This papery-barked tree grows to 100 feet tall and has curved branches resembling an elephant trunk, giving copal its common name, elephant tree. It has large leathery leaves, and has been used medicinally and ceremoniously by Mesoamerican people since pre-Columbian times.
WHERE IT CAN BE FOUND:
Mexico, Central America, Baja California, southwestern Arizona
PROPERTIES AND USE:
Antifungal, antiparasitic, febrifuge. Treats upper respiratory tract infections, and skin conditions such as scabies, funguses, dermatitis, impetigo. Also used to treat rheumatism, arthritis, insect bites, rashes, sore muscles, wounds, sores, dysentery, and dental cavities. Also used to ward off evil eye, black magic, and malicious spirits.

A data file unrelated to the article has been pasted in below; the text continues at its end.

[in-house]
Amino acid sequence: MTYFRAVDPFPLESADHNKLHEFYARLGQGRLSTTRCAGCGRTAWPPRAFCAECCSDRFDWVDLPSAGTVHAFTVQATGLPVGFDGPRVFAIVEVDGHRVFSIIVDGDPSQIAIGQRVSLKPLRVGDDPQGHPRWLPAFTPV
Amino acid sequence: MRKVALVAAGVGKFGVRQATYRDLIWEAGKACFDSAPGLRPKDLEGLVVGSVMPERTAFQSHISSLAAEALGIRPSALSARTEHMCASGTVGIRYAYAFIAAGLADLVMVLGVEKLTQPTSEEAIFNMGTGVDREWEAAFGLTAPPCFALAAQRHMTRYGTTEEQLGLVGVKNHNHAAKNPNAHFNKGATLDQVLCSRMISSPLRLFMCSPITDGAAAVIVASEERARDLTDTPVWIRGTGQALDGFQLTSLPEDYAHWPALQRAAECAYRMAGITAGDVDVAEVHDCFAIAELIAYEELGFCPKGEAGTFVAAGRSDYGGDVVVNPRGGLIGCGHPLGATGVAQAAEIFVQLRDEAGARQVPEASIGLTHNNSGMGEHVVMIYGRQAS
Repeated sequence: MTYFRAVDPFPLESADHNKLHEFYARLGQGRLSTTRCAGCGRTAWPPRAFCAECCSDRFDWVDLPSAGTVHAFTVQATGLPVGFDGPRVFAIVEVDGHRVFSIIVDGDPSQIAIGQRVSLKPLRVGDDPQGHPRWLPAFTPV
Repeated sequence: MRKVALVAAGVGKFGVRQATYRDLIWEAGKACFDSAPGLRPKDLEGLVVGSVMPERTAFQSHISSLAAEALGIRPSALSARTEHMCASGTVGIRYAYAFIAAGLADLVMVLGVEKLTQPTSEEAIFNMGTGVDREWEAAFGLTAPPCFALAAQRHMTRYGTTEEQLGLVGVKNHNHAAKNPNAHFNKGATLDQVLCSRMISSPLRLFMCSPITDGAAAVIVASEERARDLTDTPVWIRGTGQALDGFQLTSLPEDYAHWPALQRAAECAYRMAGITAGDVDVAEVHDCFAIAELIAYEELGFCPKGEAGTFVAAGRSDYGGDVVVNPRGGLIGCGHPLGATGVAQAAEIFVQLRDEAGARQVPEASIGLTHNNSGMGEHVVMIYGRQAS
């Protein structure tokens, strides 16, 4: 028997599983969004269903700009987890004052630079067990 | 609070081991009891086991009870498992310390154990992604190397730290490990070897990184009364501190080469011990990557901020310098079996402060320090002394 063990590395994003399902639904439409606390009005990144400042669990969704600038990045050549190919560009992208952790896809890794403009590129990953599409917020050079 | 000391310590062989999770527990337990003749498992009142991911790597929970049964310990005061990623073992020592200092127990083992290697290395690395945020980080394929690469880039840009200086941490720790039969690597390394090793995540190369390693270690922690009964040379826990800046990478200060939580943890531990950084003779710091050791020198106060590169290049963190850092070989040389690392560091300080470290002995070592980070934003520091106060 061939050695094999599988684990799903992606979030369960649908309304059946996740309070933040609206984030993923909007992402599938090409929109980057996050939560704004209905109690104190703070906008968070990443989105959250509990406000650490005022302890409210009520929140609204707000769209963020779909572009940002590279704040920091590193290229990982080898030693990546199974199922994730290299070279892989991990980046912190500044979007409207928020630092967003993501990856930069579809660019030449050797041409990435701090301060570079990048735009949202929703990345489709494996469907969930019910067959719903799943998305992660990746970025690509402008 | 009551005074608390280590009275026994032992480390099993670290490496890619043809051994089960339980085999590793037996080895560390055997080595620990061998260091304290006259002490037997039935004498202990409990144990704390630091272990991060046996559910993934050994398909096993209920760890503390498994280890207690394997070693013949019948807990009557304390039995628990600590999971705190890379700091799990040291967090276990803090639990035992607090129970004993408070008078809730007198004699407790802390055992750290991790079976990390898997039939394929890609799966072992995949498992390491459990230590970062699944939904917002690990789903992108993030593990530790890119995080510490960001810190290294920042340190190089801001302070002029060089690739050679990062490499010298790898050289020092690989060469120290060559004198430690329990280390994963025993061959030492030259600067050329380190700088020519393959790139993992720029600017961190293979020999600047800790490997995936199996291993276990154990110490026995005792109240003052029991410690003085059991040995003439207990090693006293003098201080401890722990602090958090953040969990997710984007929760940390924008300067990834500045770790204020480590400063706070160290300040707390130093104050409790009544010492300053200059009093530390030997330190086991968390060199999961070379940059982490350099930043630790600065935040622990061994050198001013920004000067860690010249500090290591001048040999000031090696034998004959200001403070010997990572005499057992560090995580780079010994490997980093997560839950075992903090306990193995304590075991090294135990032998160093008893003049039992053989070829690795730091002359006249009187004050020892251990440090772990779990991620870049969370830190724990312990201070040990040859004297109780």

For toothache, stick a piece of the resin in the affected tooth. For skin conditions, scrape and powder the bark, and apply to the affected area For all conditions, boil a 1-inch by 3-inch piece of bark. Boil in 1 cup water for 10 minutes. Drink before eating a meal. For diarrhea, add a 1-inch by 1-inch piece of copal to 1 cup water. Allow to sit overnight before drinking. For fever, make a cold infusion by mashing 3 leaves in 1 quart water, and soaking it overnight. Sip throughout the day.